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14/197. ranitidine-induced acute interstitial nephritis in a cadaveric renal allograft.

    ranitidine frequently is used for preventing peptic ulceration after renal transplantation. This drug occasionally has been associated with acute interstitial nephritis in native kidneys. There are no similar reports with renal transplantation. We report a case of ranitidine-induced acute interstitial nephritis in a recipient of a cadaveric renal allograft presenting with acute allograft dysfunction within 48 hours of exposure to the drug. The biopsy specimen showed pathognomonic features, including eosinophilic infiltration of the interstitial compartment. Allograft function improved rapidly and returned to baseline after stopping the drug.
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15/197. recurrence of acute poststreptococcal glomerulonephritis.

    recurrence of acute poststreptococcal glomerulonephritis (APSGN) is a rare phenomenon. We present an 8-year-old boy with a second episode of APSGN 12 months following a complete clinical recovery from his initial attack. Renal histology, obtained from renal biopsies of the patient during the second attack, showed diffuse endocapillary proliferation, granular deposition of C3, IgG, IgA, and fibrinogen along capillary walls, and subepithelial electron-dense deposits. A new streptococcal cytoplasmic antigen (nephritis-associated plasmin receptor protein, NAP1r), which was recently identified as the pathogenic antigen in APSGN, was detected in the glomeruli of an early kidney biopsy specimen from the patient during the second attack of APSGN, using fluorescein isothiocyanate-labeled rabbit anti-NAP1r. However, antibodies against NAP1r, examined by Western blotting, were not present in sera from the patient. These results suggest that recurrence of APSGN in some patients may be caused by an absence of a natural immune response to NAP1r.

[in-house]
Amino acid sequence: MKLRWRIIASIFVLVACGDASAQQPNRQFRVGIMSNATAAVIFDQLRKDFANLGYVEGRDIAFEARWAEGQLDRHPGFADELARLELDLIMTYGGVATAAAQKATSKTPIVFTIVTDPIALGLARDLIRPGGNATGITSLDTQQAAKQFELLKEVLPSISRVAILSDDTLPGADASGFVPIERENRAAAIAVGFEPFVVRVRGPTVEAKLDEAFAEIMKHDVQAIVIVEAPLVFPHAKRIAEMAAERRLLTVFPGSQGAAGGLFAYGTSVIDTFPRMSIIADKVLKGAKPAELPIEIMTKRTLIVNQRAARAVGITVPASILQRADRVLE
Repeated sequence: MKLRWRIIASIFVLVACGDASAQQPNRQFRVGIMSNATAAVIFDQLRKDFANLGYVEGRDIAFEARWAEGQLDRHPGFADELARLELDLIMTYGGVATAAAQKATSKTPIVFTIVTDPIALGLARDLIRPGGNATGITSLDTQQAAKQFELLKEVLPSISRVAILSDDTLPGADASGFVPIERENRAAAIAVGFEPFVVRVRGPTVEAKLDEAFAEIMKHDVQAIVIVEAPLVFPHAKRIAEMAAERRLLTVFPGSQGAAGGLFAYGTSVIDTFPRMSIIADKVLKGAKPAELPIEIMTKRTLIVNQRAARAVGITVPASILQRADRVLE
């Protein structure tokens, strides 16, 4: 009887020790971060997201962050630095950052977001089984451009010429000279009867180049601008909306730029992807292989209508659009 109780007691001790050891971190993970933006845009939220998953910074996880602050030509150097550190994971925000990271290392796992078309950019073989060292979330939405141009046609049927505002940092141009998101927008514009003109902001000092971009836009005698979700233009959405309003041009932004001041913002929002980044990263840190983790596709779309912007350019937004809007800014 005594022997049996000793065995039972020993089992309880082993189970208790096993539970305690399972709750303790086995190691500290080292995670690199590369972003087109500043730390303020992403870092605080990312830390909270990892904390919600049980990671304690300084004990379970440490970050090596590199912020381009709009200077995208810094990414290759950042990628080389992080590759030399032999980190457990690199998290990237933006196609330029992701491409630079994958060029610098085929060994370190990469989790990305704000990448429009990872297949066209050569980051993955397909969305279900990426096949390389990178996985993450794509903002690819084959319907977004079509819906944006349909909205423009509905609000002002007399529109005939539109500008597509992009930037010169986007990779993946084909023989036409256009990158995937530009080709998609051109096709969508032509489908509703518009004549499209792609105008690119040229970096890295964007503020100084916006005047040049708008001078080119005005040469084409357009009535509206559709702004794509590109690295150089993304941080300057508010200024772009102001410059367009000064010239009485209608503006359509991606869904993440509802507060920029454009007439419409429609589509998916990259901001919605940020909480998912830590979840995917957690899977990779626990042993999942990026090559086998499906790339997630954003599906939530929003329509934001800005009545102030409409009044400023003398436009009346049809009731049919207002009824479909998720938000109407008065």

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16/197. Acute abdominal symptoms in malignant hypertension: clinical presentation in five cases.

    Malignant hypertension causes anatomical and functional damage in several target organs, in particular brain, retina, heart and kidneys. Although vascular lesions in the gastroenteric tract are known to occur in several instances, their clinical relevance is unknown. In this study five cases of malignant hypertension, presenting with acute abdominal symptoms, are reported. A history of essential arterial hypertension was present in three patients; while one patient had a previous diagnosis of renovascular hypertension and one patient had renoparenchymal hypertension. However, in all cases the antihypertensive treatment was discontinued and inadequate before the accelerated malignant phase. The acute abdominal symptoms at presentation were due to intestinal infarction in 3 patients and acute pancreatitis in 2 patients. One patient with intestinal infarction died of postoperative cardiogenic shock. Our data are in agreement with previous reports describing the possible intra-abdominal complications of malignant hypertension. The therapeutic approach in such conditions should always consider an effective antihypertensive treatment in conjunction with surgical options.